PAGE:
The great objection to this form of stove is that the metal is apt to become overheated, which not only gives rise to accidents, but has a hurtful effect upon the air. The exact nature of the change that highly heated metal produces upon air is not very well under stood. It cannot be said to burn it, in the proper sense of the word, for none of its oxy is abstracted, but it gives it a peculiar odor, which is both unpleasant and unwhole some. This is thought to arise in some measure at least from the hot iron burning the particles of dust that light on it, which particles consist of organic matter, such as wool, wood, etc.
Part at least of the unwholesomeness of air so heated arises from its excessive dry ness; it parches and withers everything it touches, like the African simoom, It must not, however, be supposed that this is peculiar to air heated by contact with metal; air suddenly heated is always unwholesomely dry. This is an importantpoint in regard to the subject of warming, and requires consideration. A cubic foot of air, say at 32°, can contain a certain quantity of moisture and no more; but if heated to 80°, it is capable of coutainingfire times as much, and has thus become thirsty, and drinks up moisture from everything that contains 'any. The heating of air, therefore, does not dry it, in the sense of taking moisture from it, it only renders it greedier of more; and this is equally true whether it is heated by a stove or an open fire. The chief difference is that in the latter case the warming is more gradual, and no part of the air becomes very highly heated; while the air that touches a metal plate near redness is all at once rendered intensely thirsty, and, before its fierceness is tempered by thoroughly mixing with the rest of the atmosphere of the room, must he highly pernicious. But whenever the tem perature within doors is much higher than without, the air is in a too thirsty state, and parches the skin and lungs, unless means be taken to supply the necessary moisture. An evaporating pan or other contrivance is an essential part of warming apparatus; it is specially necessary to attend to this during e. winds, which are generally too dry even at their natural temperature.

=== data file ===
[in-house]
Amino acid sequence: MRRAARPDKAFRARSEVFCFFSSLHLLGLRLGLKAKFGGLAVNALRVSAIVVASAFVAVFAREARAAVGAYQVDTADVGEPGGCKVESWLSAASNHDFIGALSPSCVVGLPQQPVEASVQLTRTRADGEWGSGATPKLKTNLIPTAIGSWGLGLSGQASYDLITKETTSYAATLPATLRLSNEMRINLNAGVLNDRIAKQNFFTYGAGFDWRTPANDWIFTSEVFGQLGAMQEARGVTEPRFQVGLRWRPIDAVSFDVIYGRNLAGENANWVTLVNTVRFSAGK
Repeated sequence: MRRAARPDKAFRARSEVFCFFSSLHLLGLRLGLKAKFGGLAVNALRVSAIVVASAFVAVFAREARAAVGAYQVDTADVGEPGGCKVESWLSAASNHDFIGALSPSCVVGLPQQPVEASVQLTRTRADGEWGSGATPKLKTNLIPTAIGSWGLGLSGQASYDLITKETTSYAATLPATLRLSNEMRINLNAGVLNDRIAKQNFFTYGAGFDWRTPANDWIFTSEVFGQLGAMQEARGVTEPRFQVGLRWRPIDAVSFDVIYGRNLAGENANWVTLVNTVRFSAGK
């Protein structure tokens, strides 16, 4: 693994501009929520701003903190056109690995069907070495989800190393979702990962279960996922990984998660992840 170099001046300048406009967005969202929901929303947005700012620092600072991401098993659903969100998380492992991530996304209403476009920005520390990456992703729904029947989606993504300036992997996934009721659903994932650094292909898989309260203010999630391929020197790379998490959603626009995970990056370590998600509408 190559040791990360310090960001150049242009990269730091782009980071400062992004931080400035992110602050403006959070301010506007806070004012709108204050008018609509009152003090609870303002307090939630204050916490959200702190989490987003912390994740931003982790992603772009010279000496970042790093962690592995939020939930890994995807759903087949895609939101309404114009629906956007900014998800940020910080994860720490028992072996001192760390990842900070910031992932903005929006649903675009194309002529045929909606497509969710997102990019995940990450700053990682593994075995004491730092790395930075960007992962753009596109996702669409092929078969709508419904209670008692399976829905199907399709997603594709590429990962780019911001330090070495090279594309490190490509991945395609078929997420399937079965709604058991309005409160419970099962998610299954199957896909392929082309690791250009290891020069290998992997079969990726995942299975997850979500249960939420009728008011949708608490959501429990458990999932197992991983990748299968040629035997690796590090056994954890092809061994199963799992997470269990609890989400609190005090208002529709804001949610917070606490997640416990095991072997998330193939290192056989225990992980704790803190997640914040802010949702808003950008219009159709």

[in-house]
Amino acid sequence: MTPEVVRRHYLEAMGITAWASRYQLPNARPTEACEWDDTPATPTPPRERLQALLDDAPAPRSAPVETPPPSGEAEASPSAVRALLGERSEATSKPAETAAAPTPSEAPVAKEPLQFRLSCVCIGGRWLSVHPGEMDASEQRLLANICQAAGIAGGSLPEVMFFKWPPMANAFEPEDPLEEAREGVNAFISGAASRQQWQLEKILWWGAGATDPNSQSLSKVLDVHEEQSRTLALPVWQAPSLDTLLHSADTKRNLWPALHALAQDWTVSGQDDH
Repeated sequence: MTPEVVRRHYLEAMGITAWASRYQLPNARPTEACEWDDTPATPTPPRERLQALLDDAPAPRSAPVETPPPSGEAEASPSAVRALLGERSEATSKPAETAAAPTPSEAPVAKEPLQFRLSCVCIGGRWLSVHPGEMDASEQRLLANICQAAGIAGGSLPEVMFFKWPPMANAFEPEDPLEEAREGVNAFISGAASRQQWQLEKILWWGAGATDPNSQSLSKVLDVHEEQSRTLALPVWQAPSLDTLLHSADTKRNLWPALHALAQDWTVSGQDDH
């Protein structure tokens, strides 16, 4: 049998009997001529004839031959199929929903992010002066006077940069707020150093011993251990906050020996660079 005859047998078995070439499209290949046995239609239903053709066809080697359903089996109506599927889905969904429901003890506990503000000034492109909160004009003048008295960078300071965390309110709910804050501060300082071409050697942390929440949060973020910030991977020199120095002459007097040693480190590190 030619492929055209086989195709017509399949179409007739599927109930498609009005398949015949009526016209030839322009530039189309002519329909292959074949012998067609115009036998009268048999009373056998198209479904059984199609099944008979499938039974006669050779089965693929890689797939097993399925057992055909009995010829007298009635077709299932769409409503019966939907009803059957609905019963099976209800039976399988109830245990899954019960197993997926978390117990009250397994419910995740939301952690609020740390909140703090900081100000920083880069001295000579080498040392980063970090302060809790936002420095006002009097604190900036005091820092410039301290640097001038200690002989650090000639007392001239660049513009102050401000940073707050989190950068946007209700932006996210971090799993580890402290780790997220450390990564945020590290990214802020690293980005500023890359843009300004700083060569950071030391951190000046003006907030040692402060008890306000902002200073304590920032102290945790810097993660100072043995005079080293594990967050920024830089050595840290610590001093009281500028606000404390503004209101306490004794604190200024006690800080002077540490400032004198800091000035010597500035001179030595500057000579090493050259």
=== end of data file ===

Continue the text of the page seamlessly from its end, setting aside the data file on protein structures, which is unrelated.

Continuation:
All improvements on this simple and rude form of stove aim at avoiding a high heat in the warming surface, and this chiefly by lining the fire-box with brick, and inclosing it in several casings, so as to enlarge the heated surface. In the kind of stove called a cockle, the fire is burned in a small furnace within the inner case, and the air is warmed by circulating between the inner and outer cases. When placed in the apartment or hall to be warmed, the outer casing has perforations about the top for the issue of the warm air. For heating churches and similar buildings, the stove is placed in a separate furnace-room, and the warm air is conveyed to the different parts of the building in pipes or flues, while fresh air is driiwn to the stove through a channel or culvert leading from outside the building to the openings in the outer casing.